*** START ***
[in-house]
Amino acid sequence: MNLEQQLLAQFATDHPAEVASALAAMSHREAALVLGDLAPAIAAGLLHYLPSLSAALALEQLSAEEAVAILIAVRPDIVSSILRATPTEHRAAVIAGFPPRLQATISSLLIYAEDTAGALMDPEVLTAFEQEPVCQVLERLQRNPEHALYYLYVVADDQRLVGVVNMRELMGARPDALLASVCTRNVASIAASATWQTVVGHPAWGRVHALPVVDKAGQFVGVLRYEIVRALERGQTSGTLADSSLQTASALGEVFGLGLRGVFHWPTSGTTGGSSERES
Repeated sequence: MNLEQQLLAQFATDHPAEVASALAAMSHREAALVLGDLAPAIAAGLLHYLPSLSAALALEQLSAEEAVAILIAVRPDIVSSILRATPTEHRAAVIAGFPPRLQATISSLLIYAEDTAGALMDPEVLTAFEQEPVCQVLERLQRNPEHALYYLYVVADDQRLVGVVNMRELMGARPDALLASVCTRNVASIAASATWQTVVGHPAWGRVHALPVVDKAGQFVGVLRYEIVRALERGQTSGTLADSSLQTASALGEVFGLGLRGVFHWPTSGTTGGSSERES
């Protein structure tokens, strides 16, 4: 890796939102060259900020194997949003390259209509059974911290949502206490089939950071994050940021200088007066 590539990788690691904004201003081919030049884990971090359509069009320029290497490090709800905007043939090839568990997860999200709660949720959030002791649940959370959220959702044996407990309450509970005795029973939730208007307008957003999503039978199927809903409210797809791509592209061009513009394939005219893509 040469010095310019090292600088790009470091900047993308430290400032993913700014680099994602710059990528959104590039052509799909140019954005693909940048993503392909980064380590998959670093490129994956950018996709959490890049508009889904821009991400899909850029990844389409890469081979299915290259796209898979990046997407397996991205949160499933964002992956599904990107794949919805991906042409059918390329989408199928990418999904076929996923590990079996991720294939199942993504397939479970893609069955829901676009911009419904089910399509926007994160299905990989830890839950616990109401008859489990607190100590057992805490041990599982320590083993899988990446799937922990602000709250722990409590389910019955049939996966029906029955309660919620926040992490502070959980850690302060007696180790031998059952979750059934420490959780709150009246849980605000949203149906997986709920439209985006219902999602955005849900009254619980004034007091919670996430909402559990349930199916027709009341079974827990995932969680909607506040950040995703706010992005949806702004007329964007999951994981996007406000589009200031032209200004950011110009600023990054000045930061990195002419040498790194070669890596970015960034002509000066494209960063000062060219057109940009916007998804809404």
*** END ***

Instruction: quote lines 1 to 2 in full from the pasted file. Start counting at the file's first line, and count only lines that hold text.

[in-house]
Amino acid sequence: MNLEQQLLAQFATDHPAEVASALAAMSHREAALVLGDLAPAIAAGLLHYLPSLSAALALEQLSAEEAVAILIAVRPDIVSSILRATPTEHRAAVIAGFPPRLQATISSLLIYAEDTAGALMDPEVLTAFEQEPVCQVLERLQRNPEHALYYLYVVADDQRLVGVVNMRELMGARPDALLASVCTRNVASIAASATWQTVVGHPAWGRVHALPVVDKAGQFVGVLRYEIVRALERGQTSGTLADSSLQTASALGEVFGLGLRGVFHWPTSGTTGGSSERES